MP3: Good or Evil?

by SaskMusic

July 31, 2009 in Industry Developments

While the industry applauds Internet-related developments and their unprecedented opportunities for reaching a global audience, a majority of MP3 files on the Internet are unlicensed, and therefore illegal. MP3 sites make it possible for anyone on the Web to download individual songs or even whole albums for free. But unless the creators of these sites get permission from the individuals or companies that own the copyrights to the music, they're breaking the law.

As technology has advanced, allowing for better sound and faster downloading, so has the popularity of music sites. Thousands of sites are linked to each other, giving users easy access to thousands of pirated sound recordings. The sites often actively encourage - sometimes require - users to upload additional full-length sound recordings to the site in exchange for a download.

Home Copying

One person making one copy may not cause significant harm, but millions doing the same thing would, and does, cause extraordinary harm. The 'Net complicates the things, because a single person has the ability to trigger incalcu-lable damage. (MP3 technology facilitates faster downloading by compressing bulky sound files into manageable chunks, without losing any of the quality). Unauthorized use of sound recordings on the Internet is a growing problem which has implications worldwide,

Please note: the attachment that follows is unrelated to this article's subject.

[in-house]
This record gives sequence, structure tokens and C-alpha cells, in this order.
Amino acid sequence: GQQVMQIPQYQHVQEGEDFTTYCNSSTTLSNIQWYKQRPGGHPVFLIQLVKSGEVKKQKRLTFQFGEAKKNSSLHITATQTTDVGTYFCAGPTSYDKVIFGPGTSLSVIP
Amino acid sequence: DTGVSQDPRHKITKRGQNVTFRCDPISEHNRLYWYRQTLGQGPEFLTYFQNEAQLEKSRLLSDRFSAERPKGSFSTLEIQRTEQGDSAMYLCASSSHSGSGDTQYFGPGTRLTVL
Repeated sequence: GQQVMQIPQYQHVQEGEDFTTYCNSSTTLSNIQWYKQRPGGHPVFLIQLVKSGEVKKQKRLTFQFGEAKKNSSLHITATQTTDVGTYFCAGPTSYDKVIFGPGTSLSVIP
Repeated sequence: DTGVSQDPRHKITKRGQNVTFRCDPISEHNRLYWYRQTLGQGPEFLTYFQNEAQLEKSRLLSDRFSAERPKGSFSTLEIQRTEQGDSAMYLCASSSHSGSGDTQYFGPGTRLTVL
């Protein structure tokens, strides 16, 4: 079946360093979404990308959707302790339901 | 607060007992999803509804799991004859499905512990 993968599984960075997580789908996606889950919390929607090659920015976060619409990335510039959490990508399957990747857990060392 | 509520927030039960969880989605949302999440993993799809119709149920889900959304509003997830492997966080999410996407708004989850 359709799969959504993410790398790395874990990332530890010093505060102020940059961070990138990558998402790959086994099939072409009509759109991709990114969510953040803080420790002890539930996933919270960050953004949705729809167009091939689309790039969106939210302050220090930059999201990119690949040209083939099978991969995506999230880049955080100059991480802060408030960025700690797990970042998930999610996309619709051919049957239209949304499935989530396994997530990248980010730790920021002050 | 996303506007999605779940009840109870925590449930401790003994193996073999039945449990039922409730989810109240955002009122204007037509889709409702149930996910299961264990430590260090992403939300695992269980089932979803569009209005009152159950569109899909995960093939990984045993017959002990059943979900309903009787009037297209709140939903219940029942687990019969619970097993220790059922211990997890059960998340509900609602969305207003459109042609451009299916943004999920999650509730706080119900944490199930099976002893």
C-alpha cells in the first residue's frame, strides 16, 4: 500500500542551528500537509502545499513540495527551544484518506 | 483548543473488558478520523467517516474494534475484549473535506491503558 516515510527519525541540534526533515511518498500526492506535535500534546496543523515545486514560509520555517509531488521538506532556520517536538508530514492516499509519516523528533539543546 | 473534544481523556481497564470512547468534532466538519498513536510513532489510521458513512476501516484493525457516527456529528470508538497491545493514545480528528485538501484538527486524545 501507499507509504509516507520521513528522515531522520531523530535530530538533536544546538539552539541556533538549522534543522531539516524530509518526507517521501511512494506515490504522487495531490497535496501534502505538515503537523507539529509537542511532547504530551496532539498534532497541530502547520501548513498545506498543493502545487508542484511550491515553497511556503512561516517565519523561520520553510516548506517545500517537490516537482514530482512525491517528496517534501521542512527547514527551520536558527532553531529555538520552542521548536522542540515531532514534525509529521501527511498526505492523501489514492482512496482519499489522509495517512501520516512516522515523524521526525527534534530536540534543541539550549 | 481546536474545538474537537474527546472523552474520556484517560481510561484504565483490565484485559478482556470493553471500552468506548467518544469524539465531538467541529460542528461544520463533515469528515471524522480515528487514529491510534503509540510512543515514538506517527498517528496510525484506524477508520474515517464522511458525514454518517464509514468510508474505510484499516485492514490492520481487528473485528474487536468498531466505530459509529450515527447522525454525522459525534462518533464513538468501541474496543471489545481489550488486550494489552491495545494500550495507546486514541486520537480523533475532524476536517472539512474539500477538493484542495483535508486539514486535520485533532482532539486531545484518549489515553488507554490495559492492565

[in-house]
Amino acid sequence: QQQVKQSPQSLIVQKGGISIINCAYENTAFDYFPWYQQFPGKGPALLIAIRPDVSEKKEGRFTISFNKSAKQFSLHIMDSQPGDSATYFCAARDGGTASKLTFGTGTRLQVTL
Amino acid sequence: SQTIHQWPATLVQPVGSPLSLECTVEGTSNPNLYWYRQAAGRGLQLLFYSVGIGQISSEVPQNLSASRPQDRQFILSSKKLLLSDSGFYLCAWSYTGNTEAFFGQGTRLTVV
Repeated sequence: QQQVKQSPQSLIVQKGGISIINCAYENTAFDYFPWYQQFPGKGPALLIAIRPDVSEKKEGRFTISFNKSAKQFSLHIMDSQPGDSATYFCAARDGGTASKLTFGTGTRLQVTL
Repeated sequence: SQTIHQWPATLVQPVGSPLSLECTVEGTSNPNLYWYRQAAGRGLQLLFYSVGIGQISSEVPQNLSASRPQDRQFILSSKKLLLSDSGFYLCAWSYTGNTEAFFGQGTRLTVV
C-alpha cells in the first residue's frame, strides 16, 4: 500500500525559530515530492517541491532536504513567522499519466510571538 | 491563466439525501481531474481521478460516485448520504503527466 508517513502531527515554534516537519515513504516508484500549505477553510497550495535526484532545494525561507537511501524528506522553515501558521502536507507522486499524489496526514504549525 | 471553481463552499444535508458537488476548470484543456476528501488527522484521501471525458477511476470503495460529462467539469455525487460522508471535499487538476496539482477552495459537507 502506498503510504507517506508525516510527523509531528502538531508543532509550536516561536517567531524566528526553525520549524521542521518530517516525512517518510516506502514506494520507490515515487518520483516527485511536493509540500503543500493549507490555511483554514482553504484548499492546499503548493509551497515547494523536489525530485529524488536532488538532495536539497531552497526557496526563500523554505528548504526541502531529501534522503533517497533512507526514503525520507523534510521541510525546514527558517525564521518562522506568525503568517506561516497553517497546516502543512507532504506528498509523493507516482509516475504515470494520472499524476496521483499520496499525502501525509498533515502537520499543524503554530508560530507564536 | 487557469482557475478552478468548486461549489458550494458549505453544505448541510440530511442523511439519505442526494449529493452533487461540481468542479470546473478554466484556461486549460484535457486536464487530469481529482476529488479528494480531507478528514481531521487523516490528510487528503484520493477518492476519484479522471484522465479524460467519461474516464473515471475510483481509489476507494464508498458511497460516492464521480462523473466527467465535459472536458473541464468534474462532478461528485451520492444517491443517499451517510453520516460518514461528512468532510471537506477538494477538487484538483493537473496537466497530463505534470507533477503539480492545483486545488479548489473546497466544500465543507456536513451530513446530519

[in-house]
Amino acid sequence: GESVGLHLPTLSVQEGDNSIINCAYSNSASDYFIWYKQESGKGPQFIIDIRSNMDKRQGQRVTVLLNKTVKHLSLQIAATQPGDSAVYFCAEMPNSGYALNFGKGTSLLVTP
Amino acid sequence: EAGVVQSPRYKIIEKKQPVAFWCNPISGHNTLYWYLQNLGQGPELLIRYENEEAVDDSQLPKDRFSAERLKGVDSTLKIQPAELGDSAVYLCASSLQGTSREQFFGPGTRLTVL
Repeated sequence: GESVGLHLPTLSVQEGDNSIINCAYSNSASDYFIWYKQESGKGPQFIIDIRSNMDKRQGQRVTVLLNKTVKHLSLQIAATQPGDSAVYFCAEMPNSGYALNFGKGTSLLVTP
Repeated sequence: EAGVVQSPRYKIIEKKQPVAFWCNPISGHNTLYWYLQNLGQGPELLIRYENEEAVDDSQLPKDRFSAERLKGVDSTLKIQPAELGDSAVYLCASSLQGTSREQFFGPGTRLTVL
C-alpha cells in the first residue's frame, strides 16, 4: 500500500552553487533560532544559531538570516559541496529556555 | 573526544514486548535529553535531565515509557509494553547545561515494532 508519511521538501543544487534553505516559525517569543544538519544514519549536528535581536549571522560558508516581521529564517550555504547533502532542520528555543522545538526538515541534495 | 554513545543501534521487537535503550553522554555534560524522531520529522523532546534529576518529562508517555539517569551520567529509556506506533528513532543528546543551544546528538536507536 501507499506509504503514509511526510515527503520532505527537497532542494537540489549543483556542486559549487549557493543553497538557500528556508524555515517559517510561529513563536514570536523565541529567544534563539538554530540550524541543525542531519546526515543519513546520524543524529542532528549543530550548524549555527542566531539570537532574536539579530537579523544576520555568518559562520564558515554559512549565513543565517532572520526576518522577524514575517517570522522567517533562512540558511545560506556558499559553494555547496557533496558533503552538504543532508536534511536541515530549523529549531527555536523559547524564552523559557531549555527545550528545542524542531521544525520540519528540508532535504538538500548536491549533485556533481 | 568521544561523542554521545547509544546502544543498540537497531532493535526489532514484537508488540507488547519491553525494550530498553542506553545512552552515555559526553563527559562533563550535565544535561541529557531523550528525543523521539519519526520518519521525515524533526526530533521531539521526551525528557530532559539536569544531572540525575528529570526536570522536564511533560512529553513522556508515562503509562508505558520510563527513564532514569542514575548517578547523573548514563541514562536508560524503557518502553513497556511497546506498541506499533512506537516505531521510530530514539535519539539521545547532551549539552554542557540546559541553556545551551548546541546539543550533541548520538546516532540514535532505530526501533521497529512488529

Unauthorized MP3 sites are depriving artists, composers, authors and record companies of the right to choose the value of their creative property in a free and open market. (And depriving governments of income from sales and excise taxes which would otherwise be paid for the sale of CD's and tapes). The National Post reported, "MP3s are being used like trading cards - collected, traded & made into compilations. A lot of kids see this as a delightful way of not having to go out and spend $20 on a CD."

The Canadian Recording Industry Association (CRIA) is participating in a global response to internet piracy that is orchestrated by the International Federation of the Phonographic Industry (IFPI) along with the Recording Industry Association of America (RIAA). High tech automated web crawlers search for sites on the Internet where unauthorized copies are available for download, and identify the location and site operator or service provider. CRIA takes action to secure evidence of infringement of copyright in sound recordings offered on identified sites in Canada. Written Notification is sent to the site operators, service provider or both, informing them of the infringing copies of sound recordings on the sites they host and the legal implications if they do not voluntarily cease and desist offering the illegal copies on these sites.

U.S. Developments